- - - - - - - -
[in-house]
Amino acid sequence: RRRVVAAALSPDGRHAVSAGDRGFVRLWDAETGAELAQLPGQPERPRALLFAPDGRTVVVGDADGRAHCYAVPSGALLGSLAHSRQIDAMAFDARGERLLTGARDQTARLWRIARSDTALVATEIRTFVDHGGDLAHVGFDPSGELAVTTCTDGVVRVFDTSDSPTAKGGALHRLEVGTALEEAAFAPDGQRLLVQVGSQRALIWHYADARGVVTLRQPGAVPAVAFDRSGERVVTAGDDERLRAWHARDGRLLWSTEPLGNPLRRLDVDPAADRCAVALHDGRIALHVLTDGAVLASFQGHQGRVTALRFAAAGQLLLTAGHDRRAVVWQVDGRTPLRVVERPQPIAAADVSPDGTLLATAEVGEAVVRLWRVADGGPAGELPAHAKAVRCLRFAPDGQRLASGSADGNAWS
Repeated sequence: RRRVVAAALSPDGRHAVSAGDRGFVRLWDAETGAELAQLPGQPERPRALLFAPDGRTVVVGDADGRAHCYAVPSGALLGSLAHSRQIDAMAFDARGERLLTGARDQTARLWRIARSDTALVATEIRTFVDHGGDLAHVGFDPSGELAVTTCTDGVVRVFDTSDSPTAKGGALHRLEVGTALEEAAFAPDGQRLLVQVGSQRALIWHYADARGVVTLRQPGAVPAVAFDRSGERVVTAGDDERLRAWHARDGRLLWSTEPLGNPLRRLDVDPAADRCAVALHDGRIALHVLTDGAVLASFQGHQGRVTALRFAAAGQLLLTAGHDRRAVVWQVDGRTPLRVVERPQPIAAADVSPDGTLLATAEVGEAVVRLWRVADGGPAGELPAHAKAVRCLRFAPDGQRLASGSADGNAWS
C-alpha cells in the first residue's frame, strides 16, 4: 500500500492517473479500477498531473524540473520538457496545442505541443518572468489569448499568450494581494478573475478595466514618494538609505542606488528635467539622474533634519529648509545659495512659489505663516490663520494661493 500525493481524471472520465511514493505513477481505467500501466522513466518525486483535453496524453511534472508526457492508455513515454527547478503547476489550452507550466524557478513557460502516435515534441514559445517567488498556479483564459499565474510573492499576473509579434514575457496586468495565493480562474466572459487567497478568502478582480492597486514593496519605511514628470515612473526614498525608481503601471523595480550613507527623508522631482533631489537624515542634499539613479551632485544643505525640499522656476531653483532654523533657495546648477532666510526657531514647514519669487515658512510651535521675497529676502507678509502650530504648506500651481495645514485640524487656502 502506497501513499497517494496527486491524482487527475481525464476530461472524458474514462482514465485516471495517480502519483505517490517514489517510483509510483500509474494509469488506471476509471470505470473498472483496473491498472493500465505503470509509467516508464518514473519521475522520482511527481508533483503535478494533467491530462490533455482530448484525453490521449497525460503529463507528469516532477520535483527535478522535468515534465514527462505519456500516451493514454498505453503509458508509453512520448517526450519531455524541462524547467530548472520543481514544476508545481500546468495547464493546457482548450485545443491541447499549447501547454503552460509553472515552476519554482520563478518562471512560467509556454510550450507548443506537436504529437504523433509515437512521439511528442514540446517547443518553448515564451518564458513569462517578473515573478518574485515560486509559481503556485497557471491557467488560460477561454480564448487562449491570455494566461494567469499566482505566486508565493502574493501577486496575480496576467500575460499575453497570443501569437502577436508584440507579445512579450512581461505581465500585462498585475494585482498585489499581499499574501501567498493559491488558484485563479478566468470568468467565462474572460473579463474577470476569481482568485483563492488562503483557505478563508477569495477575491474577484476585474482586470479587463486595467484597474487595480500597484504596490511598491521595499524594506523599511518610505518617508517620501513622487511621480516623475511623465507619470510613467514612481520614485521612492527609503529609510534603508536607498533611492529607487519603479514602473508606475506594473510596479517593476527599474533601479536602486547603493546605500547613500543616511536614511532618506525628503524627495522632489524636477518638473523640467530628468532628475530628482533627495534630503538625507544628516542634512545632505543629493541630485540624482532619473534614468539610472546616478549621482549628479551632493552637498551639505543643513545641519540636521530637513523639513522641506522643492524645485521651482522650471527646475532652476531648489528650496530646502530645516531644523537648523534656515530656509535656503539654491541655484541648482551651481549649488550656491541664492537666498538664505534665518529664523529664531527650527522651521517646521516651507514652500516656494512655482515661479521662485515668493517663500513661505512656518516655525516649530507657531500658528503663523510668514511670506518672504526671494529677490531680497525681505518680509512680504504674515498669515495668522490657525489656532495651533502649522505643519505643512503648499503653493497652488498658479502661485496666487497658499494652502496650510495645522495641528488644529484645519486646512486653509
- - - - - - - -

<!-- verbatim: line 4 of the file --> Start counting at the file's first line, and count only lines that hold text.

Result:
C-alpha cells in the first residue's frame, strides 16, 4: 500500500492517473479500477498531473524540473520538457496545442505541443518572468489569448499568450494581494478573475478595466514618494538609505542606488528635467539622474533634519529648509545659495512659489505663516490663520494661493 500525493481524471472520465511514493505513477481505467500501466522513466518525486483535453496524453511534472508526457492508455513515454527547478503547476489550452507550466524557478513557460502516435515534441514559445517567488498556479483564459499565474510573492499576473509579434514575457496586468495565493480562474466572459487567497478568502478582480492597486514593496519605511514628470515612473526614498525608481503601471523595480550613507527623508522631482533631489537624515542634499539613479551632485544643505525640499522656476531653483532654523533657495546648477532666510526657531514647514519669487515658512510651535521675497529676502507678509502650530504648506500651481495645514485640524487656502 502506497501513499497517494496527486491524482487527475481525464476530461472524458474514462482514465485516471495517480502519483505517490517514489517510483509510483500509474494509469488506471476509471470505470473498472483496473491498472493500465505503470509509467516508464518514473519521475522520482511527481508533483503535478494533467491530462490533455482530448484525453490521449497525460503529463507528469516532477520535483527535478522535468515534465514527462505519456500516451493514454498505453503509458508509453512520448517526450519531455524541462524547467530548472520543481514544476508545481500546468495547464493546457482548450485545443491541447499549447501547454503552460509553472515552476519554482520563478518562471512560467509556454510550450507548443506537436504529437504523433509515437512521439511528442514540446517547443518553448515564451518564458513569462517578473515573478518574485515560486509559481503556485497557471491557467488560460477561454480564448487562449491570455494566461494567469499566482505566486508565493502574493501577486496575480496576467500575460499575453497570443501569437502577436508584440507579445512579450512581461505581465500585462498585475494585482498585489499581499499574501501567498493559491488558484485563479478566468470568468467565462474572460473579463474577470476569481482568485483563492488562503483557505478563508477569495477575491474577484476585474482586470479587463486595467484597474487595480500597484504596490511598491521595499524594506523599511518610505518617508517620501513622487511621480516623475511623465507619470510613467514612481520614485521612492527609503529609510534603508536607498533611492529607487519603479514602473508606475506594473510596479517593476527599474533601479536602486547603493546605500547613500543616511536614511532618506525628503524627495522632489524636477518638473523640467530628468532628475530628482533627495534630503538625507544628516542634512545632505543629493541630485540624482532619473534614468539610472546616478549621482549628479551632493552637498551639505543643513545641519540636521530637513523639513522641506522643492524645485521651482522650471527646475532652476531648489528650496530646502530645516531644523537648523534656515530656509535656503539654491541655484541648482551651481549649488550656491541664492537666498538664505534665518529664523529664531527650527522651521517646521516651507514652500516656494512655482515661479521662485515668493517663500513661505512656518516655525516649530507657531500658528503663523510668514511670506518672504526671494529677490531680497525681505518680509512680504504674515498669515495668522490657525489656532495651533502649522505643519505643512503648499503653493497652488498658479502661485496666487497658499494652502496650510495645522495641528488644529484645519486646512486653509